Just to point out one flaw in Dawkins' argument. Apparently there is no purpose to human existence, we are just biological mechanisms for survival. But in the same breath we have a biological driving force - to survive. When you analyse this, it's not much different from Aquinas' primary precept, the preservation of life, the telos of human beings. Dawkins contradicts himself. Probably he's closer to Aquinas than anyone realises.
2. The moral challenge.
If you read the New Testament (do you, ever?) what begins to dawn on you is that Jesus Christ was a very unusual, perhaps we might use the term "revolutionary" figure. He didn't appear to accept the tenets and assumptions of his own culture. Lepers were there to be kissed, not shunned. Women who violated the Levitical law were addressed as "daughter", which to me seems to suggest they were in rather than out. He was appalled at the commericalisation of the Temple, the corruption of religion. He worked on the Sabbath when he shouldn't have, and when he said "give to Caesar what is Caesar's" he likely said this with a spitting tone of contempt - it doesn't mean what we often hear from pulpits, pay your taxes but....also go to church. To Jesus Caesar was an evil, idolatrous, oppressive enemy.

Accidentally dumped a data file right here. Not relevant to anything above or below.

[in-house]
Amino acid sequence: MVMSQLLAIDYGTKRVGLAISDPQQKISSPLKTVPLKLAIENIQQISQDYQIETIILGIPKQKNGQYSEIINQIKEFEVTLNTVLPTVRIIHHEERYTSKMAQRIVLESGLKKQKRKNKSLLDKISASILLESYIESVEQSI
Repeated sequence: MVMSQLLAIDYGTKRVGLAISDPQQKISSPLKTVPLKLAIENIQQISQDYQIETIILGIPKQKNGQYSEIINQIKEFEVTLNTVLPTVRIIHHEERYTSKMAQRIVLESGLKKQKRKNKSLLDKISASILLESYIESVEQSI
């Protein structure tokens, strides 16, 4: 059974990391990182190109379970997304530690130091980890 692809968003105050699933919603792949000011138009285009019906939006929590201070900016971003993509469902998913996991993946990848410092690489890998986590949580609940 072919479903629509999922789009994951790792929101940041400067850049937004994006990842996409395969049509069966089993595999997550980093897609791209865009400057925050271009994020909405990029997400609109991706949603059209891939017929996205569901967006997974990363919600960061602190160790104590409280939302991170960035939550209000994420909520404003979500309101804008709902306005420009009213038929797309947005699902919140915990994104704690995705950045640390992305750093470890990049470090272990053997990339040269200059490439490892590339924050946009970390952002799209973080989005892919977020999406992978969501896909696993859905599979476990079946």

If I'm right, then Jesus was a counter-cultural revolutionary. But where is this counter culture today? Which woman will stand up for the rights of women trafficked into prostitution, or those working the streets of our cities. I don't see a Josephine Butler amongst us. Who (apart from Bob Geldoff and Bill Gates) is really addressing the issues of Africa? Indeed, where is the condemnation of that obvious untruth of the Roman Catholic Church "contraception helps the spread of AIDS". The reverse is true, but somehow because it's Africa we let it go.
My argument is fairly simple - Jesus could be alive, but something appears to have killed him.
3. The practical challenge.